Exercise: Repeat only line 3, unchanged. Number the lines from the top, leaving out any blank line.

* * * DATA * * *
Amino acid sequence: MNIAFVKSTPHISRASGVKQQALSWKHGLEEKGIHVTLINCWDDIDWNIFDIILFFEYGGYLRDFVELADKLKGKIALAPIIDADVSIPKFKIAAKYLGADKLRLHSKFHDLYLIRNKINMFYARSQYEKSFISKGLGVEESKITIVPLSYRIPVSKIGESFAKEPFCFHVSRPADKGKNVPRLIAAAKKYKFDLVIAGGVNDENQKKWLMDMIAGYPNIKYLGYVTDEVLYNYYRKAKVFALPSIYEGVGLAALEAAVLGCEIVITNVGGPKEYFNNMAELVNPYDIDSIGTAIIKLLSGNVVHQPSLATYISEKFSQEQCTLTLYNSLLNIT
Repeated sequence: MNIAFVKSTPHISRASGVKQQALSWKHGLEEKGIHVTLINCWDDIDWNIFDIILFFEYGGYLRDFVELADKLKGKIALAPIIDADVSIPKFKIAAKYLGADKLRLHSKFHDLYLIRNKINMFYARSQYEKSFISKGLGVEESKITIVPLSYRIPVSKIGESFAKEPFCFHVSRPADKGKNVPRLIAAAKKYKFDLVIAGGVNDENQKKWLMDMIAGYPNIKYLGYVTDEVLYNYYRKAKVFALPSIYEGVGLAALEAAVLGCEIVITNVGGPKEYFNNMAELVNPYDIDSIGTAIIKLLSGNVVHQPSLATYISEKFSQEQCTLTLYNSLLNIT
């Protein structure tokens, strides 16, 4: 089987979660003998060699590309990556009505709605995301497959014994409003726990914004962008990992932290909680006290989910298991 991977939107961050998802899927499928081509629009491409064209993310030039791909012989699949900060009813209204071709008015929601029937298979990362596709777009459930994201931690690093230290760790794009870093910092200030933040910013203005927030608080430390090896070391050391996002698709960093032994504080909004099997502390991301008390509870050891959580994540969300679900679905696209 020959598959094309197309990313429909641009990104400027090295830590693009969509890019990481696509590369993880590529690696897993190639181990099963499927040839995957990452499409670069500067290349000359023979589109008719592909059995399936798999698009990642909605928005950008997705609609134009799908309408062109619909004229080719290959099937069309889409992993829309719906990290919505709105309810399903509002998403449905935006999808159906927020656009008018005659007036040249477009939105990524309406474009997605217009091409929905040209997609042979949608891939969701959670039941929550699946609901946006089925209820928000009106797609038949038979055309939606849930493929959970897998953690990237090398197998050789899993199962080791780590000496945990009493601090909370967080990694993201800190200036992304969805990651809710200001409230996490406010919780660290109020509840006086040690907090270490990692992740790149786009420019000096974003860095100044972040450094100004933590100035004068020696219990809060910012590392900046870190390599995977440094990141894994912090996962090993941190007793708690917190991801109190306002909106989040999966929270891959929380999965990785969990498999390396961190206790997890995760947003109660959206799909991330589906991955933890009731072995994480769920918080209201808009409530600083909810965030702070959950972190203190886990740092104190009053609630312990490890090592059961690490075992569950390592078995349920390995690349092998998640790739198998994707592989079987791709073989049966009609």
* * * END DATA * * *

């Protein structure tokens, strides 16, 4: 089987979660003998060699590309990556009505709605995301497959014994409003726990914004962008990992932290909680006290989910298991 991977939107961050998802899927499928081509629009491409064209993310030039791909012989699949900060009813209204071709008015929601029937298979990362596709777009459930994201931690690093230290760790794009870093910092200030933040910013203005927030608080430390090896070391050391996002698709960093032994504080909004099997502390991301008390509870050891959580994540969300679900679905696209 020959598959094309197309990313429909641009990104400027090295830590693009969509890019990481696509590369993880590529690696897993190639181990099963499927040839995957990452499409670069500067290349000359023979589109008719592909059995399936798999698009990642909605928005950008997705609609134009799908309408062109619909004229080719290959099937069309889409992993829309719906990290919505709105309810399903509002998403449905935006999808159906927020656009008018005659007036040249477009939105990524309406474009997605217009091409929905040209997609042979949608891939969701959670039941929550699946609901946006089925209820928000009106797609038949038979055309939606849930493929959970897998953690990237090398197998050789899993199962080791780590000496945990009493601090909370967080990694993201800190200036992304969805990651809710200001409230996490406010919780660290109020509840006086040690907090270490990692992740790149786009420019000096974003860095100044972040450094100004933590100035004068020696219990809060910012590392900046870190390599995977440094990141894994912090996962090993941190007793708690917190991801109190306002909106989040999966929270891959929380999965990785969990498999390396961190206790997890995760947003109660959206799909991330589906991955933890009731072995994480769920918080209201808009409530600083909810965030702070959950972190203190886990740092104190009053609630312990490890090592059961690490075992569950390592078995349920390995690349092998998640790739198998994707592989079987791709073989049966009609």